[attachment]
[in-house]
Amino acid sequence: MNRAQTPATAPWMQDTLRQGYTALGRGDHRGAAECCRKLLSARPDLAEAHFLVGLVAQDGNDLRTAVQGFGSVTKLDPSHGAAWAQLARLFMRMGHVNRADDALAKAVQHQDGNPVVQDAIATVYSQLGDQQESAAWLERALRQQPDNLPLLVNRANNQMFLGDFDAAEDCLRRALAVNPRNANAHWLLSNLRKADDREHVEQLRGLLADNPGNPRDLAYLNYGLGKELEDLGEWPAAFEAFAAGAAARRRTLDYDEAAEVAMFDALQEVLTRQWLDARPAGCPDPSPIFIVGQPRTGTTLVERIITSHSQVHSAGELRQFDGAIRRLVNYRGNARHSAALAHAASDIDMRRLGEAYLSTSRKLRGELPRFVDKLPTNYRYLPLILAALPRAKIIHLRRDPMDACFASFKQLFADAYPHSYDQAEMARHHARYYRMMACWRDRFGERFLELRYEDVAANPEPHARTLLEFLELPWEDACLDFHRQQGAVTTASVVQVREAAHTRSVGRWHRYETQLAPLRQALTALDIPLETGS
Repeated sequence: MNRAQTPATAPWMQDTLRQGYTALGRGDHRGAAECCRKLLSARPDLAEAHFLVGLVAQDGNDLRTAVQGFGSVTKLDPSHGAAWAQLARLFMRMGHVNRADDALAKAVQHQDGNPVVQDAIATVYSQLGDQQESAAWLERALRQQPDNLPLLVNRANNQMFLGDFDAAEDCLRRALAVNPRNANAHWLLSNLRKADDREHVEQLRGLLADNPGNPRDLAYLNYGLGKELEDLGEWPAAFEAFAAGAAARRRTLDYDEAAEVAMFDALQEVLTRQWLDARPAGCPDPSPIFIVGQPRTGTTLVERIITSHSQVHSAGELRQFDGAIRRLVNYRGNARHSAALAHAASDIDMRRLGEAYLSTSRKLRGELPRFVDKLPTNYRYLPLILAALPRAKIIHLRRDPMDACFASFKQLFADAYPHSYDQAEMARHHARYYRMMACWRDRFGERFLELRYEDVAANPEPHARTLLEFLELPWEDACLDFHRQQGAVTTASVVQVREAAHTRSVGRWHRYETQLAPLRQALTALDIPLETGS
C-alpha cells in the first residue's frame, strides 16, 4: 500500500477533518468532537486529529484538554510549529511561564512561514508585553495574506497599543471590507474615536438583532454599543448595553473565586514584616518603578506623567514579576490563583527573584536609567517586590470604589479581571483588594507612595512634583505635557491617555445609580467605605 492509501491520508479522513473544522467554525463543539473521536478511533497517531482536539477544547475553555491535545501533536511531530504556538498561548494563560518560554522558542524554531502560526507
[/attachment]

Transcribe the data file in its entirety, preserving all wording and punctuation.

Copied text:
[in-house]
Amino acid sequence: MNRAQTPATAPWMQDTLRQGYTALGRGDHRGAAECCRKLLSARPDLAEAHFLVGLVAQDGNDLRTAVQGFGSVTKLDPSHGAAWAQLARLFMRMGHVNRADDALAKAVQHQDGNPVVQDAIATVYSQLGDQQESAAWLERALRQQPDNLPLLVNRANNQMFLGDFDAAEDCLRRALAVNPRNANAHWLLSNLRKADDREHVEQLRGLLADNPGNPRDLAYLNYGLGKELEDLGEWPAAFEAFAAGAAARRRTLDYDEAAEVAMFDALQEVLTRQWLDARPAGCPDPSPIFIVGQPRTGTTLVERIITSHSQVHSAGELRQFDGAIRRLVNYRGNARHSAALAHAASDIDMRRLGEAYLSTSRKLRGELPRFVDKLPTNYRYLPLILAALPRAKIIHLRRDPMDACFASFKQLFADAYPHSYDQAEMARHHARYYRMMACWRDRFGERFLELRYEDVAANPEPHARTLLEFLELPWEDACLDFHRQQGAVTTASVVQVREAAHTRSVGRWHRYETQLAPLRQALTALDIPLETGS
Repeated sequence: MNRAQTPATAPWMQDTLRQGYTALGRGDHRGAAECCRKLLSARPDLAEAHFLVGLVAQDGNDLRTAVQGFGSVTKLDPSHGAAWAQLARLFMRMGHVNRADDALAKAVQHQDGNPVVQDAIATVYSQLGDQQESAAWLERALRQQPDNLPLLVNRANNQMFLGDFDAAEDCLRRALAVNPRNANAHWLLSNLRKADDREHVEQLRGLLADNPGNPRDLAYLNYGLGKELEDLGEWPAAFEAFAAGAAARRRTLDYDEAAEVAMFDALQEVLTRQWLDARPAGCPDPSPIFIVGQPRTGTTLVERIITSHSQVHSAGELRQFDGAIRRLVNYRGNARHSAALAHAASDIDMRRLGEAYLSTSRKLRGELPRFVDKLPTNYRYLPLILAALPRAKIIHLRRDPMDACFASFKQLFADAYPHSYDQAEMARHHARYYRMMACWRDRFGERFLELRYEDVAANPEPHARTLLEFLELPWEDACLDFHRQQGAVTTASVVQVREAAHTRSVGRWHRYETQLAPLRQALTALDIPLETGS
C-alpha cells in the first residue's frame, strides 16, 4: 500500500477533518468532537486529529484538554510549529511561564512561514508585553495574506497599543471590507474615536438583532454599543448595553473565586514584616518603578506623567514579576490563583527573584536609567517586590470604589479581571483588594507612595512634583505635557491617555445609580467605605 492509501491520508479522513473544522467554525463543539473521536478511533497517531482536539477544547475553555491535545501533536511531530504556538498561548494563560518560554522558542524554531502560526507